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Is Republican messaging increasingly grounded in a lie?

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Rep. Liz Cheney was ousted from her Republican leadership post.

Rep. Liz Cheney, R-Wyoming.

J. Scott Applewhite, Associated Press

In a meeting early Wednesday morning, House Republicans voted to remove Rep. Liz Cheney from her leadership position. House Minority Leader Kevin McCarthy wrote, “If we are to succeed in stopping the radical Democrat agenda from destroying our country, these internal conflicts need to be resolved so as to not detract from the efforts of our collective team. Having heard from so many of you in recent days, it’s clear that we need to make a change.”

What “internal conflicts” has Rep. Cheney created? By every measure regularly acknowledged as valid by GOP leaders, she has been an ideologically consistent representative of conservative thought and policy, earning a session score of 98% from the conservative Heritage Action Group, as well as high rankings from Freedom Works and the Club for Growth.

Where she has deviated from the members of her party leadership is not on policy or ideas but simply this: she has steadfastly maintained that the 2020 presidential election was legitimate and that former President Trump played a role in the Capitol insurrection.

Cheney said, “Remaining silent and ignoring the lie emboldens the liar. I will not participate in that. I will not sit back and watch in silence while others lead our party down a path that abandons the rule of law and joins the former president’s crusade to undermine our democracy.”

When discussing the November 2020 election and its disturbing aftermath, Cheney is telling the truth and expecting her colleagues to show the same integrity. She has consistently stood up for the integrity of our democratic elections and the rule of law. 

Republican representatives understandably want party unity and a consistent message. However, that unity of message appears to consist not of any policy agenda to improve the lives of Americans as they face a global pandemic and economic upheaval, but instead largely of support for the past president and a deceit that undermines our democracy. 

According to NBC News, “Within the past six weeks, Trump has released more than 20 statements falsely claiming that the election was characterized by ‘massive fraud,’ that it was ‘rigged’ or ‘stolen’ and that he ‘won by a landslide,’ among other assertions.” Trump continues to draw support from the GOP base and appears to have aspirations of returning to office. In spite of leading his party to significant losses at the ballot box, GOP leaders have allowed the current party message to center on a previous president and his personal inability to process his losses.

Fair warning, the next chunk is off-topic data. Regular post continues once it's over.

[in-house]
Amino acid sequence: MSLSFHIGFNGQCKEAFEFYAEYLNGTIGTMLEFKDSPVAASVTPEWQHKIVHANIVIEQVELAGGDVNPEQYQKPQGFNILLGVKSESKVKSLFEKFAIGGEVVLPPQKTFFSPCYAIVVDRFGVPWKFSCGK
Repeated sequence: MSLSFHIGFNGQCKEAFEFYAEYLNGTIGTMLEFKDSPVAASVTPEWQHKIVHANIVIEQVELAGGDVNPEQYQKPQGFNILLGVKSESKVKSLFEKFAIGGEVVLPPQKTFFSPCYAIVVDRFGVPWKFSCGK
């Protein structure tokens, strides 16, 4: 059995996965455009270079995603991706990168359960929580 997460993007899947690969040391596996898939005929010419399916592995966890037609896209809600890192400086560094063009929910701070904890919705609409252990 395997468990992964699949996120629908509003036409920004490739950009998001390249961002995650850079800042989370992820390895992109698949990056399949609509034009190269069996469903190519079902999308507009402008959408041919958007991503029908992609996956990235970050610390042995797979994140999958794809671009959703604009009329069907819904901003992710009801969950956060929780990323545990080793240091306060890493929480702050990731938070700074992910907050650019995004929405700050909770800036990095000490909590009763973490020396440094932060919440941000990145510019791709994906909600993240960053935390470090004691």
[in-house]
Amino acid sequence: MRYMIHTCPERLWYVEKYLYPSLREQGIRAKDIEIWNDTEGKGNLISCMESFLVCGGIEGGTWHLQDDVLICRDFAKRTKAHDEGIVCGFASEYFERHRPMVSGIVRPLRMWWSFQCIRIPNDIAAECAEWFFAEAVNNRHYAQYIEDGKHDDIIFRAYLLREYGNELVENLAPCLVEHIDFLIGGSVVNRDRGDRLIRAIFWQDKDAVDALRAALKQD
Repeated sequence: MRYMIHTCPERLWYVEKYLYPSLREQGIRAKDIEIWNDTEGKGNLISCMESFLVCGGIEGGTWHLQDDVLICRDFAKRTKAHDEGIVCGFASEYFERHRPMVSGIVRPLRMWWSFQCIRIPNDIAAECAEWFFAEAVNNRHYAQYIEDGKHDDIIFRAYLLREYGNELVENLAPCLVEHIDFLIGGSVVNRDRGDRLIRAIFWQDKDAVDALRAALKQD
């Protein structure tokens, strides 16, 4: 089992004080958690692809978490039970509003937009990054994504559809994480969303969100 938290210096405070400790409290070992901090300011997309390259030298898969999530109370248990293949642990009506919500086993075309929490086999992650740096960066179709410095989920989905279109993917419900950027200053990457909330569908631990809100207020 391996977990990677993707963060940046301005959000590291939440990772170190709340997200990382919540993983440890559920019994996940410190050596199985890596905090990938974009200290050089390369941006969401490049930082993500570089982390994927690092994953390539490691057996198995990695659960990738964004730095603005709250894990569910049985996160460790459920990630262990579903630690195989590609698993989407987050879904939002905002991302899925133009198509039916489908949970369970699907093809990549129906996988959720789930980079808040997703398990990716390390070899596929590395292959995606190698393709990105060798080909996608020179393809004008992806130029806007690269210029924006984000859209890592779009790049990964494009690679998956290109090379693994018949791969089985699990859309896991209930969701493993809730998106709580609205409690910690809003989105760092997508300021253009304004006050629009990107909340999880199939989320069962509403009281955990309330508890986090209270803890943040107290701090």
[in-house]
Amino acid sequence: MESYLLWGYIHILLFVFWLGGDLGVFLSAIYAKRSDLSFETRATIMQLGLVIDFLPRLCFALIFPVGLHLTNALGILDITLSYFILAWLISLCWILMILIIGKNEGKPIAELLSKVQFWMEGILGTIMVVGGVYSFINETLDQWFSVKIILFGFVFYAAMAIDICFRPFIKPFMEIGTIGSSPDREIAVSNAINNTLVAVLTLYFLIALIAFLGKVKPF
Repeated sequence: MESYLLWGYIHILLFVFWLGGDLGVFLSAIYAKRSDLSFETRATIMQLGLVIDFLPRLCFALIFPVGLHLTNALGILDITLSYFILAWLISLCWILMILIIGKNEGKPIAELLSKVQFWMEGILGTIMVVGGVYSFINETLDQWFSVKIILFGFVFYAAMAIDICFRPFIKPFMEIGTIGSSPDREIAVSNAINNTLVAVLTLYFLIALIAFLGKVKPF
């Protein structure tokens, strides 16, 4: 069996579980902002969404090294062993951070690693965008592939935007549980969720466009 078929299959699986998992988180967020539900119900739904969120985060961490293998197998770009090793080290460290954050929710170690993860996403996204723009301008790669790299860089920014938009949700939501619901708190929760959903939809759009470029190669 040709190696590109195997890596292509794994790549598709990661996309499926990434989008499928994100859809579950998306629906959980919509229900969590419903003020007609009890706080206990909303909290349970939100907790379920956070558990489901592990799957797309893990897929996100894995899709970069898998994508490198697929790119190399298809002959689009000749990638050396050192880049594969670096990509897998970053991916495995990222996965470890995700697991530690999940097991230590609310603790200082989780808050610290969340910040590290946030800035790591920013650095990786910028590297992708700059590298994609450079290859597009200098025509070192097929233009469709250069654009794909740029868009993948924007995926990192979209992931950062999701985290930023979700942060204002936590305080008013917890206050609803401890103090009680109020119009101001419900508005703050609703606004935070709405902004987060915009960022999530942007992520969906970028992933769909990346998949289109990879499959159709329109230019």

Cheney’s fall from grace puts this shift into high relief. Her removal sends a message that the GOP is no longer prioritizing any coherent messaging that conflicts with Trump and his grievances. So to achieve the message of party unity, they are prioritizing an alignment with former President Trump and his “Big Lie” at the expense of other conservative values, such as the rule of law and preservation of our institutions.

Certainly, Republican party leadership has the right to focus on its agenda. But a lie, no matter how persuasive, is not a substitute for legitimate policy;  sweeping the violent acts of the recent past under the rug is not moving the country forward. At this point, more than half of Republican voters believe in disproven voter fraud claims — claims with no bearing in fact. If Republicans want to move forward with their legislative priorities, they should first agree on the truth of the legitimately certified election and declare their sincere allegiance to our lasting systems of government.

In the words of Rep. Cheney, “Every one of us who has sworn the oath must act to prevent the unraveling of our democracy. This is not about policy. This is not about partisanship. This is about our duty as Americans. Remaining silent and ignoring the lie emboldens the liar.” 

Peaceful government cannot be built on grievances and lies. It must grow from transparency, the encouragement of broad debate and sincere good faith efforts to legislate for the common good. Our elected representatives should understand that better than anyone. Liz Cheney appears to, and for that she has been removed from GOP leadership.

Megan Rawlins Woods is the engage manager and Jennifer Walker Thomas is the director of strategy and nonpartisanship for Mormon Women for Ethical Government.